Prediction Markets’ take on American politics, public policy, and the economy in 2010 publishes the “Intrade Gazette” every two weeks.  The “Intrade Gazette” is essentially a newsletter that comments on the prediction markets’ take on any number of topics.  Anyway, I just received the 1/28/2010 “issue” via email today, which I reproduce below.  The previous (1/14/2010) issue is available on the web at


“After having just delivered his first State of the Union speech, it’s a good time to look at what the Intrade markets are predicting for President Barack Obama in 2010.

Much has been made of the President’s falling approval ratings, which according to Real Clear Politics currently stand at 48.7% – a similar rating to both Jimmy Carter and Ronald Reagan after their first year in office. The Intrade markets suggest this rating will likely hold steady for the immediate future. There is 73.5% probability the President’s approval rating will remain above 45% at the end of March, and a 43.6% chance it will climb to above 50%. The figures for the end of June paint a similar picture: a 75.0% chance of an approval rating above 45% and a 40.0% chance it will be above 50%.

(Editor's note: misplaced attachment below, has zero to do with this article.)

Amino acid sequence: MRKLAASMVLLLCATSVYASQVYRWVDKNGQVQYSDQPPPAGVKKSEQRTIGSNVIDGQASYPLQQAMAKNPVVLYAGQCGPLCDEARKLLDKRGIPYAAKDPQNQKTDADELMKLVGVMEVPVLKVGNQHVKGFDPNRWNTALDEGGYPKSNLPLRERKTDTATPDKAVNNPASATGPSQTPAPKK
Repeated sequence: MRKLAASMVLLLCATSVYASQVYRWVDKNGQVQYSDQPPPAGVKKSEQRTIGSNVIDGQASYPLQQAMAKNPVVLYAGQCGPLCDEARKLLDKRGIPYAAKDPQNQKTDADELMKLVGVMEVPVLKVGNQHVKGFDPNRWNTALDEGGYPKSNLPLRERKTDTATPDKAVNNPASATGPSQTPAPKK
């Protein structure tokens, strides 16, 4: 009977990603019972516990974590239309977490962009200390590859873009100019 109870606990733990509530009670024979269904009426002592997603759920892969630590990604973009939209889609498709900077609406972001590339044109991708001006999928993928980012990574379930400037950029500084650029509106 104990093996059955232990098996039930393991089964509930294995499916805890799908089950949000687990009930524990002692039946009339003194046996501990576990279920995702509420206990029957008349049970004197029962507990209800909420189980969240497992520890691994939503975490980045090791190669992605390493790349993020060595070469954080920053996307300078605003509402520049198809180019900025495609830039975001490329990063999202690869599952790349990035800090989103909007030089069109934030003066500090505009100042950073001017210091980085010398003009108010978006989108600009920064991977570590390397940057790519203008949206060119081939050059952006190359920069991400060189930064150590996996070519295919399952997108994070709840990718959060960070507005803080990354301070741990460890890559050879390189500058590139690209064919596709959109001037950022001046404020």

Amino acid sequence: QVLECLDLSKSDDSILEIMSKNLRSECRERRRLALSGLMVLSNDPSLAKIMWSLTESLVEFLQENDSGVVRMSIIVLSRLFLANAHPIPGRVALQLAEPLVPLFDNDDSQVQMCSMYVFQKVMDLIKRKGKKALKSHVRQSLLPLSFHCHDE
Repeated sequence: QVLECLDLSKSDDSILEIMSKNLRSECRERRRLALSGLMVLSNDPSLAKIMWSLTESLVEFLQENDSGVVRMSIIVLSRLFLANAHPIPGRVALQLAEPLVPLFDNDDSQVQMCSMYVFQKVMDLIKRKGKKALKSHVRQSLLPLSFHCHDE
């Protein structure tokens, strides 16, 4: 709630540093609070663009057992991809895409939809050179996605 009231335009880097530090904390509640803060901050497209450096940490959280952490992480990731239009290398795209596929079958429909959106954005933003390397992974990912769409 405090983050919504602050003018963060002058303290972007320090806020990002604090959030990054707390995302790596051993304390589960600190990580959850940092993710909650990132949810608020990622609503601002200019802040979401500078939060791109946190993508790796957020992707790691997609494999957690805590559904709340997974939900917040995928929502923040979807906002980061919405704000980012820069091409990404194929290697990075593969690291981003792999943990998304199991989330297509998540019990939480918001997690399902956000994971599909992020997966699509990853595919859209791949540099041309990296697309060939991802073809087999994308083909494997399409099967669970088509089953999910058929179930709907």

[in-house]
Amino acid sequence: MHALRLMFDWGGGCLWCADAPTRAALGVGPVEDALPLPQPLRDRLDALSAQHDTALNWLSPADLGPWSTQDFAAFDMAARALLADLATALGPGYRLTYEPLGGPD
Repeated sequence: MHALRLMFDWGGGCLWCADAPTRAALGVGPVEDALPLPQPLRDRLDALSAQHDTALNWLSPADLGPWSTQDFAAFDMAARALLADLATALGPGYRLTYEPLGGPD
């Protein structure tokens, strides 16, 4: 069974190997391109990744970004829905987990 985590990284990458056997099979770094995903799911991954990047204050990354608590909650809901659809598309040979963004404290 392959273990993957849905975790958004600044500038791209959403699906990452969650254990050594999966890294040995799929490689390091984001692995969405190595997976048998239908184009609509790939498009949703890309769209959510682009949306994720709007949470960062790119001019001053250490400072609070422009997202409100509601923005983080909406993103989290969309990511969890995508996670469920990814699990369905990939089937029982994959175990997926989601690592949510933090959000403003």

The continuing lack of cooperation from Republicans and the loss of that key 60th Senate vote will make it tough for the President to advance his domestic agenda in 2010. The market gives his heath care reforms only a 34.0% chance of being passed before the end of June. Another of his signature policies, a cap-and-trade system to regulate carbon emission, currently only has a 19.9% probability of being established. Early trading also suggests the President will be unable to close Guantanamo Bay detention camp before the end of the year.

What about the economy? The market shows it should continue to grow, with a 90.1% probability of positive growth in Q1 of 2010 and a 86.0% probability of positive growth in Q2. The chance of the economy slipping back into recession during 2010 are only 18.7%. But according to the market, unemployment will continue to be a problem. There is a 65.1% probability the unemployment rate will remain above 9.5% at the end of the year, and a 44.9% probability it will climb above 10.0% at year-end. The stock market is not expected to see significant growth. The Dow Jones Industrial Average has 56.0% chance of staying above 10,000 and a 49.1% chance of being above 10,500 at the end of 2010.

2010 is shaping up as a tough one for President Obama. And to top things off the Democrats will most likely be operating with reduced Congressional majorities after November’s mid-term elections. The bright side? The market shows a 58.4% chance he will be re-elected in 2012.”